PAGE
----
The Farmall Cub or International Cub (or simply "Cub" as it is widely known) was the smallest tractor manufactured by International Harvester (IH) under either the McCormick-Deering, Farmall, or International names from 1947 through 1981 in Louisville, Kentucky.
The two major variations of the Cub were the Standard Cub and the Lo-Boy Cub (or Cub Lo-Boy). They are recognized by their distinctive IH Red or Federal Yellow color schemes. In the late 1950s, sales of the Farmall Cub shifted from agricultural purpose to industrial purpose. IH capitalized on the shift, and the standard color for the Cub Lo-Boy and Cub changed from the familiar IH Red to Federal Yellow in 1960, with IH Red as an option. In 1963, International Harvester changed the grill of these tractors to a flat-grill style and dropped the Farmall name in favor of International. In 1981, the last production run of Cubs were painted IH Red.
The Demonstrator White color was used in 1950 on Cubs between serial numbers 99356 to 106516. These White Demo Cubs were used in the IH special demonstration program by dealers to highlight the abilities of the tractor. Dealers were expected to repaint these tractors back to IH Red before sale.
The market of this little tractor was the small-acreage farmer, and it was designed by Farmall engineers in the years following World War II to replace a horse or mule for farming purposes. The tractor was offset to the left, while the driver's seat and steering wheel were on the right. This concept was called "CultiVision", resulting in a clear view while working the fields.
The Cub sat on a 69¼ inch wheelbase, using a 4-cylinder, C-60 gasoline L-head engine, that consisted of a 2⅝ inch bore by 2¾ inch stroke, with a displacement of 59.5 cubic inches. At 1600 rpm, early versions of the C-60 engine produced 9.25 horsepower (6.90 kW) on the belt and 8 horsepower (6.0 kW) at the drawbar. Starting in the 1960s, Cub engines steadily increased power with higher rated RPM's, peaking at 15 horsepower (11 kW) for the International Cub and 154 Lo-Boy by 1975, and 18 horsepower (13 kW) for the 185 and 184 Lo-Boys.
The Cub Lo-Boy, introduced in 1955, was a lowered version of the Standard Cub. The rear axle housings were rotated, lowering the tractor about 7–8 inches. Also, the front axle extensions were lowered, and the tractor wheelbase was shortened to 62½ inches. These modifications lowered the center of gravity, improving the mowing capability of the Cub.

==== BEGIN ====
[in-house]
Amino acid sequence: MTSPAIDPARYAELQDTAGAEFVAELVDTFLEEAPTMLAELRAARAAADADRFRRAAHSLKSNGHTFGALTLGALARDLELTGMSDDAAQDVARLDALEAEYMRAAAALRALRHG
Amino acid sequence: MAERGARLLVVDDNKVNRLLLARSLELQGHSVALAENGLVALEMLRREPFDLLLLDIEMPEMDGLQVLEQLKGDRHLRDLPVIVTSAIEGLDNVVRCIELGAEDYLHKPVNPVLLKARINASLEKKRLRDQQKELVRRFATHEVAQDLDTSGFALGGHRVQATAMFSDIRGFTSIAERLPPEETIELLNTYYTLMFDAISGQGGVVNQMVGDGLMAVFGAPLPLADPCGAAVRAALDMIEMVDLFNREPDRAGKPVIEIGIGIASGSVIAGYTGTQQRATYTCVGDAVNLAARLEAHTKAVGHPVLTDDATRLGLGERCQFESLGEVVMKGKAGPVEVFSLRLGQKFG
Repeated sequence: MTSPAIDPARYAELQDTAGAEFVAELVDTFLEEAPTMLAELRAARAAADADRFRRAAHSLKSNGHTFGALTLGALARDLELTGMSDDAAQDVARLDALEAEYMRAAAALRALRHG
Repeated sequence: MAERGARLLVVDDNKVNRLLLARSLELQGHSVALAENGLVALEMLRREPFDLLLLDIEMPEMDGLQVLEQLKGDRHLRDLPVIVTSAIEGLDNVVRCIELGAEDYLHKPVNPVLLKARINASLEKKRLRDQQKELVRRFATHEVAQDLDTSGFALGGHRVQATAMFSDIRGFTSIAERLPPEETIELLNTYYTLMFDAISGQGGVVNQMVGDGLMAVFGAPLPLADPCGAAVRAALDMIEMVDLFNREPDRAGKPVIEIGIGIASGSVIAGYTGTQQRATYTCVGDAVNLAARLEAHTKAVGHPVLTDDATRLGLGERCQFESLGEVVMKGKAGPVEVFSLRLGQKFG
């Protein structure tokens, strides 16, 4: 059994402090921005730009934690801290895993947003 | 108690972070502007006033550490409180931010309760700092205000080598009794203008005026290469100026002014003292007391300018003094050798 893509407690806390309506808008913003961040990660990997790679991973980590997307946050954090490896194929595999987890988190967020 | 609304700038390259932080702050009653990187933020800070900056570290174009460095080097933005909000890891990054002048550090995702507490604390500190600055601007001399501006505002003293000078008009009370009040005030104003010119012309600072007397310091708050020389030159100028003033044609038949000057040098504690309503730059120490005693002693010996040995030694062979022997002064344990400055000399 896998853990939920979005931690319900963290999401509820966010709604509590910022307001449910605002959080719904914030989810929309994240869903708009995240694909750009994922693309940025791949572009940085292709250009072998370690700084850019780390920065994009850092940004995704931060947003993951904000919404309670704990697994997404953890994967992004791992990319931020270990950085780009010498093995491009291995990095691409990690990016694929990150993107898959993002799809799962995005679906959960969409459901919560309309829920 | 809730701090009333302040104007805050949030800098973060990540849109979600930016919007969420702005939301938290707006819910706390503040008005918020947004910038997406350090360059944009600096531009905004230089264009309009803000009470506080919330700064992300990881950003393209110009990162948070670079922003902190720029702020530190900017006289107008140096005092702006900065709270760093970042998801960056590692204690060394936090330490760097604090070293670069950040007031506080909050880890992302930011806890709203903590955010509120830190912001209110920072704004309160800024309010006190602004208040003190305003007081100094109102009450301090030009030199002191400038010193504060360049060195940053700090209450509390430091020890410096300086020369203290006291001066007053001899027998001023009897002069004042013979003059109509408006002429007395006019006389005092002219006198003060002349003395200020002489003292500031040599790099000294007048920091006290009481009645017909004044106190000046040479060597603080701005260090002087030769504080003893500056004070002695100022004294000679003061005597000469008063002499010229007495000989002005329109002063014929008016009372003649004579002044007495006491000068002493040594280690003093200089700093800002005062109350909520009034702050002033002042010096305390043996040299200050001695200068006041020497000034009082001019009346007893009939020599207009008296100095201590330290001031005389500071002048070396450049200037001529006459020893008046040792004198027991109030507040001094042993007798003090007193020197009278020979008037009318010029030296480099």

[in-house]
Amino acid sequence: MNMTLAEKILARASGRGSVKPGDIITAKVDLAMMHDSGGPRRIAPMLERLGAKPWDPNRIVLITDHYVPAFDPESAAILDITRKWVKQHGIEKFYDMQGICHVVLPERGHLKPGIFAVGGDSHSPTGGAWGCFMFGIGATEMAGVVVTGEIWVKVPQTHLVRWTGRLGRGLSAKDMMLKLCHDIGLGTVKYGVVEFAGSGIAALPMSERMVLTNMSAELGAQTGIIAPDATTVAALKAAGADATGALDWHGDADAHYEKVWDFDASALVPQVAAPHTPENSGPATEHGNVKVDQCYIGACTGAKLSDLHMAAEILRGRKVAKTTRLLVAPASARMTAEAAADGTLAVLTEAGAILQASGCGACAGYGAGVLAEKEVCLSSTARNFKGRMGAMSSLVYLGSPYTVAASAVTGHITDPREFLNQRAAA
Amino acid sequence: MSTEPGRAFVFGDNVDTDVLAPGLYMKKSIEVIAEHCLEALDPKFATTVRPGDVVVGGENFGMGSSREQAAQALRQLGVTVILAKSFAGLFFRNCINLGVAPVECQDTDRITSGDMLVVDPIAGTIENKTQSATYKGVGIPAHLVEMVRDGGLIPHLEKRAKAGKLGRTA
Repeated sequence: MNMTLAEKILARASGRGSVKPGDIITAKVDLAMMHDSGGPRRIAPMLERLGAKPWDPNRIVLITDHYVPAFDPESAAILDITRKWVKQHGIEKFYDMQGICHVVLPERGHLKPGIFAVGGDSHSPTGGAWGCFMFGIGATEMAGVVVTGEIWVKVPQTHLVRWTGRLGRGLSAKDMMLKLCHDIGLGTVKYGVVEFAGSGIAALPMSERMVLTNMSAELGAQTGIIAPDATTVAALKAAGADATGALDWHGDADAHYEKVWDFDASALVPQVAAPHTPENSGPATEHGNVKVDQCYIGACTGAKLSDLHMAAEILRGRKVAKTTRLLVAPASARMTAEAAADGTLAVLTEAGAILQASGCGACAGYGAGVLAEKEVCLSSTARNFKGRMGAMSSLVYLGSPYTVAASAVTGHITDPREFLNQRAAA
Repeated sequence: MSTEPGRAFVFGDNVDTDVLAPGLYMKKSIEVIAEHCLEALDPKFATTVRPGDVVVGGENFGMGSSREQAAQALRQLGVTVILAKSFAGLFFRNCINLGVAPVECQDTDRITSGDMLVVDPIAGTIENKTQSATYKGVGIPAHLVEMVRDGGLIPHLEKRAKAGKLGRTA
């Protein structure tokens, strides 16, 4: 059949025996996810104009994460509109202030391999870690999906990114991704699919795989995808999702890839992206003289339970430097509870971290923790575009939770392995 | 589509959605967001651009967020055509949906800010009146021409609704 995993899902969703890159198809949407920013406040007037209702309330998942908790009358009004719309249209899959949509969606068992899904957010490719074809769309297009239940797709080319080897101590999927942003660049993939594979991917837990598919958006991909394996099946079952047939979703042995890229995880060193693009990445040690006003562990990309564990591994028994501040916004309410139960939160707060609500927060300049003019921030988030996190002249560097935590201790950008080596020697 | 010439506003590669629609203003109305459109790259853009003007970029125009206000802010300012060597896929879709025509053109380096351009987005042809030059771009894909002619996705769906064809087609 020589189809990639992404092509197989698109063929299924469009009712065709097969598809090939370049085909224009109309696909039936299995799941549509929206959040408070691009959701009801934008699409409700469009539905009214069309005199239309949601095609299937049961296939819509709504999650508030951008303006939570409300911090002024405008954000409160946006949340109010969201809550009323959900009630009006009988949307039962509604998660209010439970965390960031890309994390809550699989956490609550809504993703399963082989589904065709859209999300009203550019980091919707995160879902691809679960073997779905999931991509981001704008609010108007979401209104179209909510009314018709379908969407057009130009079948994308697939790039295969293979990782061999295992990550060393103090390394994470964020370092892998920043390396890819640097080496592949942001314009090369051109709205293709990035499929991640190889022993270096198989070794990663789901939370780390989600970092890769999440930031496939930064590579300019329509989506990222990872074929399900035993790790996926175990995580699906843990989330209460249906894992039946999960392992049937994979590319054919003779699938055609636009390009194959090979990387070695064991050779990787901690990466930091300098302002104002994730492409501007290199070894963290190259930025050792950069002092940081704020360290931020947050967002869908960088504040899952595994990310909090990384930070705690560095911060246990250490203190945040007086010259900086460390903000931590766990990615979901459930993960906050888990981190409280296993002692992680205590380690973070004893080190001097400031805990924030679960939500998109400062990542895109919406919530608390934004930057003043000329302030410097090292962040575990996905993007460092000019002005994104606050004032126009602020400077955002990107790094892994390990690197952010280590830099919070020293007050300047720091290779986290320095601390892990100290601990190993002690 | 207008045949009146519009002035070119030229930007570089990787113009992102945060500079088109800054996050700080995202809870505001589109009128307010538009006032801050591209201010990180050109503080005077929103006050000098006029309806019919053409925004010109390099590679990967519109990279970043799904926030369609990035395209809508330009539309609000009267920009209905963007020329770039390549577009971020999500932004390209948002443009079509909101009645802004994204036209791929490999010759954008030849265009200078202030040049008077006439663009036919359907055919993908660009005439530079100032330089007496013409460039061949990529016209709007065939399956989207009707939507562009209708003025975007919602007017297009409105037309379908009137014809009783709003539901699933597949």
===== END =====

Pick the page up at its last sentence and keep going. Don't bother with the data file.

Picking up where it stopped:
The Lo-Boy version of the Cub was replaced in 1969 by the 154 Lo-Boy, which had a body style similar to the smaller Cub Cadet garden tractor. Also made were 185 and 184 Lo-Boy models, which were increased power variations of the 154 Lo-Boy. These numbered versions received many upgrades and improvements when compared with the Cub Lo-Boy.
International Harvester also built Cubs for Europe at a factory in St. Dizier, France starting in 1955. The tractors were affectionately dubbed the French Cub. The French version became the Super Cub with a more powerful engine in 1958 until production ended in 1964. IH may have also unofficially built some Super Cubs at their factory in Louisville.
IH ended production of the Cub at the Louisville, Kentucky plant in 1981. Over 245,000 Cubs were manufactured between 1947 to 1981, making the Cub arguably the most popular small tractor in history.
- International Harvester
- Farmall tractor
- Cub Cadet
- List of International Harvester vehicles
- List of former tractor manufacturers
- Updike, K.: Farmall Cub & Cub Cadet, page 30. MBI, 2002.
- Fay, G. & Kraushaar, A.: Original Farmall Hundred Series 1954–1958, page 16. Motorbooks International, 2003.
- Updike, K.: Farmall Cub & Cub Cadet, page 125. MBI, 2002.
- Fay, G. & Kraushaar, A., Farmall Letter Series Tractors, Motorbooks International, 1998, ISBN 0-7603-0438-6
- Fay, G. & Kraushaar, A., Original Farmall Hundred Series 1954–1958, Motorbooks International, 2003, ISBN 0-7603-0856-X
- Updike, K., Farmall Cub & Cub Cadet, MBI, 2002, ISBN 0-7603-1079-3
- Updike, K., Original Farmall Cub and Cub Cadet, MBI, 2005, ISBN 0-7603-2138-8